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  12.  5
    Please Join Us in Thanking All of Those Experts in Law and Philosophy for Devoting Time and Effort to Review the Papers We Have Sent Them. The Editor and Publisher Acknowledge the Colleagues Listed Below for Their Excellent Reviews of Papers for Which Final Decisions Have Been Made in 2013.Daniel Attas, Charles Beitz, Jeffrey Brand-Ballard, Kimberley Brownlee, Sharon Byrd, Michael Cahill, Edward Cheng, Vincent Chiao, John Christman & Sean Coyle - 2013 - Law and Philosophy 32:823-824.
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  13.  1
    Fallen Justice.Sean Coyle - 2012 - New Blackfriars 93 (1048):687-709.
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  14.  4
    The Ideality of Law.Sean Coyle - 2009 - Journal of Moral Philosophy 6 (4):521-534.
    Both of the books under review offer a challenge to the dominant jurisprudential tradition of legal positivism. Underlying this superficial similarity in aims is a sharp divergence in philosophical outlook. Whereas Dworkin's arguments operate within a body of background assumptions that he shares with his opponents, and which he has done much to shape, Simmonds sees his task as challenging those assumptions. This is particularly evident in the moral philosophies at the heart of each book: Dworkin can be seen as (...)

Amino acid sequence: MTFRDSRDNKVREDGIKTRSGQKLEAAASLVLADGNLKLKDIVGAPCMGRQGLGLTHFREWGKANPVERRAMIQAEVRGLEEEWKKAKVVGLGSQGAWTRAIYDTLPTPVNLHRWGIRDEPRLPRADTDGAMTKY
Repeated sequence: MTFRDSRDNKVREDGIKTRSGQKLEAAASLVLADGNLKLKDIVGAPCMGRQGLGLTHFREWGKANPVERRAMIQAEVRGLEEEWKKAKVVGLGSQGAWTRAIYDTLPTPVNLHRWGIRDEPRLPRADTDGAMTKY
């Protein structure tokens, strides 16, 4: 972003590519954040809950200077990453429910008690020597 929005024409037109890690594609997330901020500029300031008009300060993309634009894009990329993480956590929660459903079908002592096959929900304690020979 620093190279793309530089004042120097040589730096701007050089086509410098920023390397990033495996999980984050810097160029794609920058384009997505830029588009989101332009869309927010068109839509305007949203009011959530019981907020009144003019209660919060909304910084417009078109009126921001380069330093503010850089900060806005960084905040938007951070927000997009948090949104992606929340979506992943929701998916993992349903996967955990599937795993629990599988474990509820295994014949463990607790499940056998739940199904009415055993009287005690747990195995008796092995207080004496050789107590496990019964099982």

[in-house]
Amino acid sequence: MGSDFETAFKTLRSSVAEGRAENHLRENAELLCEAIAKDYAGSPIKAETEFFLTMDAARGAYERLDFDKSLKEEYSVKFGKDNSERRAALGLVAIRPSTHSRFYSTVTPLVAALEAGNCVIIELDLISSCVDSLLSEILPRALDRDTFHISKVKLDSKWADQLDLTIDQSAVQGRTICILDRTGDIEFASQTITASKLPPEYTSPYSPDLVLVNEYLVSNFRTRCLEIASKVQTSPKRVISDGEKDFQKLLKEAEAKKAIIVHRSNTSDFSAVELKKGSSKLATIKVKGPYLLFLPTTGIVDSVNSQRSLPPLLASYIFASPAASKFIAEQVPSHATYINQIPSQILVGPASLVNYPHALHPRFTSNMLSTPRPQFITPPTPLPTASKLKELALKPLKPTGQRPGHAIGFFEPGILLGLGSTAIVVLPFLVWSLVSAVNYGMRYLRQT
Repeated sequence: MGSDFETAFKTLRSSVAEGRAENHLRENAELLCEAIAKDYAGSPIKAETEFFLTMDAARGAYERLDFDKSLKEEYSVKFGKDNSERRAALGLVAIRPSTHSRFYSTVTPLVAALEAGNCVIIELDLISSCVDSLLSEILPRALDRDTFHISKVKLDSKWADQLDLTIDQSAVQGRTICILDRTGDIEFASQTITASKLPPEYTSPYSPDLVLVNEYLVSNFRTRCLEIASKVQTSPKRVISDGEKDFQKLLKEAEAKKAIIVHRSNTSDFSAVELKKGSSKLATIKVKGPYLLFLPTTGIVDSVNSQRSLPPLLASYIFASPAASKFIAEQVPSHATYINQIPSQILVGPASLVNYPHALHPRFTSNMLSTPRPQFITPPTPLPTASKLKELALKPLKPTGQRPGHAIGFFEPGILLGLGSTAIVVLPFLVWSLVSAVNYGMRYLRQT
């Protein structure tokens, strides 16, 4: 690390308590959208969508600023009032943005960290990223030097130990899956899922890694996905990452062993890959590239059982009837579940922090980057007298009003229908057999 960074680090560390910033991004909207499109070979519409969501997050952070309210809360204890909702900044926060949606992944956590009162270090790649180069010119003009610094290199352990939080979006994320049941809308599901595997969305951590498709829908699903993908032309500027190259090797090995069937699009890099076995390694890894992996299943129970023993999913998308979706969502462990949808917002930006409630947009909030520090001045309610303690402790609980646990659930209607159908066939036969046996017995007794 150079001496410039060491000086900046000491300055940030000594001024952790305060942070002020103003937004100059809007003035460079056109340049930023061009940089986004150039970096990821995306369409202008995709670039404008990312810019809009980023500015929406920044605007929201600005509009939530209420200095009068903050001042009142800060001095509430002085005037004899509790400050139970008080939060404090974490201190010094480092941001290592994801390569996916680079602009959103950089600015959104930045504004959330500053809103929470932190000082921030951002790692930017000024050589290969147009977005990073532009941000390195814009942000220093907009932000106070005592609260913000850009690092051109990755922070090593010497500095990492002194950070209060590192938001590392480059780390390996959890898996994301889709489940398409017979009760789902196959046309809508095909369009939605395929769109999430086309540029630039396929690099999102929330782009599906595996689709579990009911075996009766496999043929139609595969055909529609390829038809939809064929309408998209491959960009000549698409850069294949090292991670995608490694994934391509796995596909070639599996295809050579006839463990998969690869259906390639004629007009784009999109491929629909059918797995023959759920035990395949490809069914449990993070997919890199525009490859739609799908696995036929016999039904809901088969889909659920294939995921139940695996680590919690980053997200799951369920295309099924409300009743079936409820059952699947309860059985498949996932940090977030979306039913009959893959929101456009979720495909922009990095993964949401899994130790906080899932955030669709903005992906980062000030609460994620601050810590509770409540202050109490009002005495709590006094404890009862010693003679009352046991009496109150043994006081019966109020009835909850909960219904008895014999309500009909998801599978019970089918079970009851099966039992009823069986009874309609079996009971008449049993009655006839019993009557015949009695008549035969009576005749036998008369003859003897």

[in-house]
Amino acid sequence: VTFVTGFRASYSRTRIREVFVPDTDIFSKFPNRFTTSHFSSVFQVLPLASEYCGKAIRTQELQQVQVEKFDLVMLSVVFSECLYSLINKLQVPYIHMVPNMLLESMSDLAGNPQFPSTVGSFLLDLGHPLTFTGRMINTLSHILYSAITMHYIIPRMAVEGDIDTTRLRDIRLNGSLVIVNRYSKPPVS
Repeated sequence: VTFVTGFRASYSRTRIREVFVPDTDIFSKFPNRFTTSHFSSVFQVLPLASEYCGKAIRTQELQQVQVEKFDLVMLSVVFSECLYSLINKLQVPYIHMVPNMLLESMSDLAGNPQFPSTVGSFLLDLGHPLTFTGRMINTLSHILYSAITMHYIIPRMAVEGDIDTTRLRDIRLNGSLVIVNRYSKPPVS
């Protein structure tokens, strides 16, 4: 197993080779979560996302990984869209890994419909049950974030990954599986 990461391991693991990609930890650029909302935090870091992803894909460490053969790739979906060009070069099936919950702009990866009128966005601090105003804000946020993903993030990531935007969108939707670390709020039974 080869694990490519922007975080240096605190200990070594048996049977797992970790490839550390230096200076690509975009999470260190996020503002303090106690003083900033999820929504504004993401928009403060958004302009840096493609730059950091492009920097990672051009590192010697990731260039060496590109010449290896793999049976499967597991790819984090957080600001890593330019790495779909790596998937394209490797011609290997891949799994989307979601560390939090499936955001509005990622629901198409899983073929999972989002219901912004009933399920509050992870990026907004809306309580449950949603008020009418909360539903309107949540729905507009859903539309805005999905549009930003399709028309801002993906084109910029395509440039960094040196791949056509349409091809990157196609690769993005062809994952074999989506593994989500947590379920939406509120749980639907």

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  15.  1
    Paul Johnson and Robert M. Vanderbeck: Law, Religion and Homosexuality.Stella Coyle - 2015 - Feminist Legal Studies 23 (1):111-115.
  16.  3
    The Reality of the Enlightenment.Sean Coyle - 2009 - British Journal for the History of Philosophy 17 (4):849-858.
  17. Dimensions of Politics and English Jurisprudence.Sean Coyle - 2013 - Cambridge University Press.
    Understandings of law and politics are intrinsically bound up with broader visions of the human condition. Sean Coyle argues for a renewed engagement with the juridical and political philosophies of the Western intellectual tradition, and takes up questions pondered by Aristotle, Plato, Augustine, Aquinas and Hobbes in seeking a deeper understanding of law, politics, freedom, justice and order. Criticising modern theories for their failure to engage with fundamental questions, he explores the profound connections between justice and order and raises the (...)
     
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  18.  16
    Jurisprudence or Legal Science?: A Debate About the Nature of Legal Theory.Sean Coyle & George Pavlakos (eds.) - 2005 - Hart Publishing.
    Are the scientific and juristic approaches in the end as rigidly distinct from one another as some have claimed?In a series of important new essays the authors ...
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  19. Sean Coyle.Sean Coyle - 1999 - Legal Theory 5 (4):389-413.
     
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  20.  25
    The Philosophical Foundations of Environmental Law: Property, Rights, and Nature.Sean Coyle - 2004 - Hart.
    This book challenges the accepted view by arguing that environmental law must be seen not as a mere instrument of social policy, but as a historical product of ...